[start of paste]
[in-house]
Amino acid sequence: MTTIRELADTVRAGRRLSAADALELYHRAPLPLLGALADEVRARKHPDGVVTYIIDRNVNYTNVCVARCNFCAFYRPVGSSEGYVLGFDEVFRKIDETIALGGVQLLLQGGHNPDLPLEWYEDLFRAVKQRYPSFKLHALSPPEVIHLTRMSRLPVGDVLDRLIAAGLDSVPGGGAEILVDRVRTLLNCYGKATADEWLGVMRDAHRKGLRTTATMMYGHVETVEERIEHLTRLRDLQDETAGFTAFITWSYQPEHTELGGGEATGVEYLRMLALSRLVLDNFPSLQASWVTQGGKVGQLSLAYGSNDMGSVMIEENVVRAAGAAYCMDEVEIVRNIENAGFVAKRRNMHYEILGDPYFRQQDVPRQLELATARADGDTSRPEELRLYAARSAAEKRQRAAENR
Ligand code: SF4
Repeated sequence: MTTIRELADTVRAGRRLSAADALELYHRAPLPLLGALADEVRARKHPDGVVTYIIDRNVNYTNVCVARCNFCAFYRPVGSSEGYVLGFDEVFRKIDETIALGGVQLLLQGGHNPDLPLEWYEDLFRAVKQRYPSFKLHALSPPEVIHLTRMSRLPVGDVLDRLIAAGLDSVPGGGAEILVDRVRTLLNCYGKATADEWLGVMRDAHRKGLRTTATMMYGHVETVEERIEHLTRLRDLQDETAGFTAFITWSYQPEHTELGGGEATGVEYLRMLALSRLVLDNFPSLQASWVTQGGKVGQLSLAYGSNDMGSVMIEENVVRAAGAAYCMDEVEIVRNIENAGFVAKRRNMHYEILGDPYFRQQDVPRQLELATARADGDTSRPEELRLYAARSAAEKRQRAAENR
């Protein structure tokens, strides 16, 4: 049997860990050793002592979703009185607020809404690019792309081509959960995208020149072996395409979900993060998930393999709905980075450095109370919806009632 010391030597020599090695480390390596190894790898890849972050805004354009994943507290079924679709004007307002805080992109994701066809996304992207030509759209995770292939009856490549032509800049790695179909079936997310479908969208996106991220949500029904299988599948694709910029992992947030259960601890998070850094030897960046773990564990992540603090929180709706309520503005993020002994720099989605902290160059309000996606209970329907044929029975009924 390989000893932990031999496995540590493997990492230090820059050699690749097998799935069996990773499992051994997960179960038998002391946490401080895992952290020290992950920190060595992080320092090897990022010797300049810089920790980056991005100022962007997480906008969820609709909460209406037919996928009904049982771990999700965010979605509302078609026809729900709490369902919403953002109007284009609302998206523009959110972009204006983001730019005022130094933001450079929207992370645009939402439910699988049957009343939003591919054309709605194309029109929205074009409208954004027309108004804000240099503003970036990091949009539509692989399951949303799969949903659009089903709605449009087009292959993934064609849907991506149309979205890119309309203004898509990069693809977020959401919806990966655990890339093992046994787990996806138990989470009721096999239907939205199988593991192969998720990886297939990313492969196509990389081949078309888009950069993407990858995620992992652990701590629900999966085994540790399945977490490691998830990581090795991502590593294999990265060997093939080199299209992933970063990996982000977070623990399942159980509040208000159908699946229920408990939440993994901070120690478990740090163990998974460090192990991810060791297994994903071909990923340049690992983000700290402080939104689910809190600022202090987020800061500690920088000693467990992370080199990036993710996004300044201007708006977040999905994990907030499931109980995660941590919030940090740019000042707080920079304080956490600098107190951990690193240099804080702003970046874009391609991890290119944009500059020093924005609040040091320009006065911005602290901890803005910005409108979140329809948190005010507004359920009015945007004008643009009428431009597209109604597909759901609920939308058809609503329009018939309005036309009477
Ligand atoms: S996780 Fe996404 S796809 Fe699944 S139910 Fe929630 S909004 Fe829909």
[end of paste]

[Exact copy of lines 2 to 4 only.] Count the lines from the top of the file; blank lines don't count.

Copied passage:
Amino acid sequence: MTTIRELADTVRAGRRLSAADALELYHRAPLPLLGALADEVRARKHPDGVVTYIIDRNVNYTNVCVARCNFCAFYRPVGSSEGYVLGFDEVFRKIDETIALGGVQLLLQGGHNPDLPLEWYEDLFRAVKQRYPSFKLHALSPPEVIHLTRMSRLPVGDVLDRLIAAGLDSVPGGGAEILVDRVRTLLNCYGKATADEWLGVMRDAHRKGLRTTATMMYGHVETVEERIEHLTRLRDLQDETAGFTAFITWSYQPEHTELGGGEATGVEYLRMLALSRLVLDNFPSLQASWVTQGGKVGQLSLAYGSNDMGSVMIEENVVRAAGAAYCMDEVEIVRNIENAGFVAKRRNMHYEILGDPYFRQQDVPRQLELATARADGDTSRPEELRLYAARSAAEKRQRAAENR
Ligand code: SF4
Repeated sequence: MTTIRELADTVRAGRRLSAADALELYHRAPLPLLGALADEVRARKHPDGVVTYIIDRNVNYTNVCVARCNFCAFYRPVGSSEGYVLGFDEVFRKIDETIALGGVQLLLQGGHNPDLPLEWYEDLFRAVKQRYPSFKLHALSPPEVIHLTRMSRLPVGDVLDRLIAAGLDSVPGGGAEILVDRVRTLLNCYGKATADEWLGVMRDAHRKGLRTTATMMYGHVETVEERIEHLTRLRDLQDETAGFTAFITWSYQPEHTELGGGEATGVEYLRMLALSRLVLDNFPSLQASWVTQGGKVGQLSLAYGSNDMGSVMIEENVVRAAGAAYCMDEVEIVRNIENAGFVAKRRNMHYEILGDPYFRQQDVPRQLELATARADGDTSRPEELRLYAARSAAEKRQRAAENR